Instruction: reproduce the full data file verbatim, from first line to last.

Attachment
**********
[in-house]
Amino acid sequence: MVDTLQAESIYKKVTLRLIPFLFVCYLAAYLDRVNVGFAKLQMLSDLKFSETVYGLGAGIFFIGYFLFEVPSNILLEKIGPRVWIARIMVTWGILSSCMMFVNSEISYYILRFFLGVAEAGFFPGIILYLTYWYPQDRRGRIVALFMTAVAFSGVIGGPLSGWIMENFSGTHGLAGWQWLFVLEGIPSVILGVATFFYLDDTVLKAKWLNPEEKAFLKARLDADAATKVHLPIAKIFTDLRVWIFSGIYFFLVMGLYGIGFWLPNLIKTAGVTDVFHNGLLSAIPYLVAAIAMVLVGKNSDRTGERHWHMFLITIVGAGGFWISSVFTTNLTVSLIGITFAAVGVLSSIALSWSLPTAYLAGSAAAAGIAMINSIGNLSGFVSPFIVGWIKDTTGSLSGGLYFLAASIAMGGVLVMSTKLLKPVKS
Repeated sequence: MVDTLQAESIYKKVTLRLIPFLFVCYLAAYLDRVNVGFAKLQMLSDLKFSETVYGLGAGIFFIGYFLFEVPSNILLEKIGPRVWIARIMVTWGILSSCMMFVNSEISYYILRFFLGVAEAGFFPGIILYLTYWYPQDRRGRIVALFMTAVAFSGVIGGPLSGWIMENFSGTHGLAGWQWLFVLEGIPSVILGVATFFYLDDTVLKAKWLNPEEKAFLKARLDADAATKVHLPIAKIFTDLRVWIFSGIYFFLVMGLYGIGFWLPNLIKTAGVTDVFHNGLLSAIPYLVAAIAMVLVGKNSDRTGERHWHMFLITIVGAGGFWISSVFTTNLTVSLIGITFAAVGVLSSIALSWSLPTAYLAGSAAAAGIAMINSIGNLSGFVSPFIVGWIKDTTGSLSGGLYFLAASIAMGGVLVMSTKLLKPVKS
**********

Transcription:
[in-house]
Amino acid sequence: MVDTLQAESIYKKVTLRLIPFLFVCYLAAYLDRVNVGFAKLQMLSDLKFSETVYGLGAGIFFIGYFLFEVPSNILLEKIGPRVWIARIMVTWGILSSCMMFVNSEISYYILRFFLGVAEAGFFPGIILYLTYWYPQDRRGRIVALFMTAVAFSGVIGGPLSGWIMENFSGTHGLAGWQWLFVLEGIPSVILGVATFFYLDDTVLKAKWLNPEEKAFLKARLDADAATKVHLPIAKIFTDLRVWIFSGIYFFLVMGLYGIGFWLPNLIKTAGVTDVFHNGLLSAIPYLVAAIAMVLVGKNSDRTGERHWHMFLITIVGAGGFWISSVFTTNLTVSLIGITFAAVGVLSSIALSWSLPTAYLAGSAAAAGIAMINSIGNLSGFVSPFIVGWIKDTTGSLSGGLYFLAASIAMGGVLVMSTKLLKPVKS
Repeated sequence: MVDTLQAESIYKKVTLRLIPFLFVCYLAAYLDRVNVGFAKLQMLSDLKFSETVYGLGAGIFFIGYFLFEVPSNILLEKIGPRVWIARIMVTWGILSSCMMFVNSEISYYILRFFLGVAEAGFFPGIILYLTYWYPQDRRGRIVALFMTAVAFSGVIGGPLSGWIMENFSGTHGLAGWQWLFVLEGIPSVILGVATFFYLDDTVLKAKWLNPEEKAFLKARLDADAATKVHLPIAKIFTDLRVWIFSGIYFFLVMGLYGIGFWLPNLIKTAGVTDVFHNGLLSAIPYLVAAIAMVLVGKNSDRTGERHWHMFLITIVGAGGFWISSVFTTNLTVSLIGITFAAVGVLSSIALSWSLPTAYLAGSAAAAGIAMINSIGNLSGFVSPFIVGWIKDTTGSLSGGLYFLAASIAMGGVLVMSTKLLKPVKS